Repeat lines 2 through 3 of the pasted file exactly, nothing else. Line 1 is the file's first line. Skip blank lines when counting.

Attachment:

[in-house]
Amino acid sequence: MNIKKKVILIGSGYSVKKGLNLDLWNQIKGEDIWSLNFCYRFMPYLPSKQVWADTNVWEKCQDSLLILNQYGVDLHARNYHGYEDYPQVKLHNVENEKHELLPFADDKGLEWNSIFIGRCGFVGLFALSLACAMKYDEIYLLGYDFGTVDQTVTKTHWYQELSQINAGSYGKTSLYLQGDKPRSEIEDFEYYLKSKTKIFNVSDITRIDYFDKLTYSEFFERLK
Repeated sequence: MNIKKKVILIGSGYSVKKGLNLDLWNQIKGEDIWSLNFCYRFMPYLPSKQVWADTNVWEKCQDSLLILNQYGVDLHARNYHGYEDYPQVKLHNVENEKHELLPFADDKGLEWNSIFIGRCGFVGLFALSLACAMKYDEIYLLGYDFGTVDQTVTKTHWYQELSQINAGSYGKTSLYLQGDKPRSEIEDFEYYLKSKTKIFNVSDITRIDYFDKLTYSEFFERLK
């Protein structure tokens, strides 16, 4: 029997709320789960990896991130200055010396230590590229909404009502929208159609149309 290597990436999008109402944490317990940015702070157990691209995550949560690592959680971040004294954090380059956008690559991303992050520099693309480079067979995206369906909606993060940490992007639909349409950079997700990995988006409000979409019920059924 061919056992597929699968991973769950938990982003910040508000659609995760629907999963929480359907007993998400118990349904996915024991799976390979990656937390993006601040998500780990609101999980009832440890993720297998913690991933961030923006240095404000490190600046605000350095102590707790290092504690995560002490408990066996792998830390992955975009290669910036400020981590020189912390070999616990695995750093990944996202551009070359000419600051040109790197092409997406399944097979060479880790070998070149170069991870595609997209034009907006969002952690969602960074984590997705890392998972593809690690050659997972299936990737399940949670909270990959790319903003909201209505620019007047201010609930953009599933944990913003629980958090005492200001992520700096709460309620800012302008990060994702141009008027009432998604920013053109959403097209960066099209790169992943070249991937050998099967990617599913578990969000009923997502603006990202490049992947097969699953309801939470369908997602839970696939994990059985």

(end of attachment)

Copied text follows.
Amino acid sequence: MNIKKKVILIGSGYSVKKGLNLDLWNQIKGEDIWSLNFCYRFMPYLPSKQVWADTNVWEKCQDSLLILNQYGVDLHARNYHGYEDYPQVKLHNVENEKHELLPFADDKGLEWNSIFIGRCGFVGLFALSLACAMKYDEIYLLGYDFGTVDQTVTKTHWYQELSQINAGSYGKTSLYLQGDKPRSEIEDFEYYLKSKTKIFNVSDITRIDYFDKLTYSEFFERLK
Repeated sequence: MNIKKKVILIGSGYSVKKGLNLDLWNQIKGEDIWSLNFCYRFMPYLPSKQVWADTNVWEKCQDSLLILNQYGVDLHARNYHGYEDYPQVKLHNVENEKHELLPFADDKGLEWNSIFIGRCGFVGLFALSLACAMKYDEIYLLGYDFGTVDQTVTKTHWYQELSQINAGSYGKTSLYLQGDKPRSEIEDFEYYLKSKTKIFNVSDITRIDYFDKLTYSEFFERLK